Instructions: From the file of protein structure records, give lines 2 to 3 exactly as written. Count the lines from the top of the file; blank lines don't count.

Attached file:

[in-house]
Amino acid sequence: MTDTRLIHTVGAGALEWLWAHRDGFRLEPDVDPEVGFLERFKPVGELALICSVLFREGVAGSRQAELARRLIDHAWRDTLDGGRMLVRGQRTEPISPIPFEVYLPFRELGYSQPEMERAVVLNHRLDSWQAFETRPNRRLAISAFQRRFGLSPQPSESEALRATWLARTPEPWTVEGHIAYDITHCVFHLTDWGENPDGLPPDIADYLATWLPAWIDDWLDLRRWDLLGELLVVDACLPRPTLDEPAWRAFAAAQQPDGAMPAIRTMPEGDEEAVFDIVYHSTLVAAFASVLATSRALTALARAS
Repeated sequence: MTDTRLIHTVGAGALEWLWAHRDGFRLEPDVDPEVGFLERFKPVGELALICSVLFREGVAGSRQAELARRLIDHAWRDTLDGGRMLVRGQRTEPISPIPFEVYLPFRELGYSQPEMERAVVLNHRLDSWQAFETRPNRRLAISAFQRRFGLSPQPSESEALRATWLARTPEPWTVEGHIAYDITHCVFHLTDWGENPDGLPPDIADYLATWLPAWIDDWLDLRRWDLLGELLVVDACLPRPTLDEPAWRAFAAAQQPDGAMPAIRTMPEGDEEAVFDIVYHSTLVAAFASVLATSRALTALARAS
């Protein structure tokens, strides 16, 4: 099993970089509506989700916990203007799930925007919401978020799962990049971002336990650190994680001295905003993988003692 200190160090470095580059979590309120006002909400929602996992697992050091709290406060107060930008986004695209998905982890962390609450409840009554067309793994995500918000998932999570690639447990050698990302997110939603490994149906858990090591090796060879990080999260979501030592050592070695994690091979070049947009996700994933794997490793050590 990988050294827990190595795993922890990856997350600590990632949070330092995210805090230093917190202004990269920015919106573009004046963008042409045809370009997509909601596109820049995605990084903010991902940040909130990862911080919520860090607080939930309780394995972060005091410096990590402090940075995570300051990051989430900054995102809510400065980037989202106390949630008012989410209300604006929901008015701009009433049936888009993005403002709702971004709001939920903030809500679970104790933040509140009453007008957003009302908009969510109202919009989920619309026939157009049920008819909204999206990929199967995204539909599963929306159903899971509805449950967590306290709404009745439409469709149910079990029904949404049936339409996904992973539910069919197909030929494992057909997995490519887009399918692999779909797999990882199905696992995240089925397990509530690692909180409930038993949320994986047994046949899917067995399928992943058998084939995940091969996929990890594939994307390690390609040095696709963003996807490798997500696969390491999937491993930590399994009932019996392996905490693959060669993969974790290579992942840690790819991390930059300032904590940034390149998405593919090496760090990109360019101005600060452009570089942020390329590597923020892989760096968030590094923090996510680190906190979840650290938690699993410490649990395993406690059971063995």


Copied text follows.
Amino acid sequence: MTDTRLIHTVGAGALEWLWAHRDGFRLEPDVDPEVGFLERFKPVGELALICSVLFREGVAGSRQAELARRLIDHAWRDTLDGGRMLVRGQRTEPISPIPFEVYLPFRELGYSQPEMERAVVLNHRLDSWQAFETRPNRRLAISAFQRRFGLSPQPSESEALRATWLARTPEPWTVEGHIAYDITHCVFHLTDWGENPDGLPPDIADYLATWLPAWIDDWLDLRRWDLLGELLVVDACLPRPTLDEPAWRAFAAAQQPDGAMPAIRTMPEGDEEAVFDIVYHSTLVAAFASVLATSRALTALARAS
Repeated sequence: MTDTRLIHTVGAGALEWLWAHRDGFRLEPDVDPEVGFLERFKPVGELALICSVLFREGVAGSRQAELARRLIDHAWRDTLDGGRMLVRGQRTEPISPIPFEVYLPFRELGYSQPEMERAVVLNHRLDSWQAFETRPNRRLAISAFQRRFGLSPQPSESEALRATWLARTPEPWTVEGHIAYDITHCVFHLTDWGENPDGLPPDIADYLATWLPAWIDDWLDLRRWDLLGELLVVDACLPRPTLDEPAWRAFAAAQQPDGAMPAIRTMPEGDEEAVFDIVYHSTLVAAFASVLATSRALTALARAS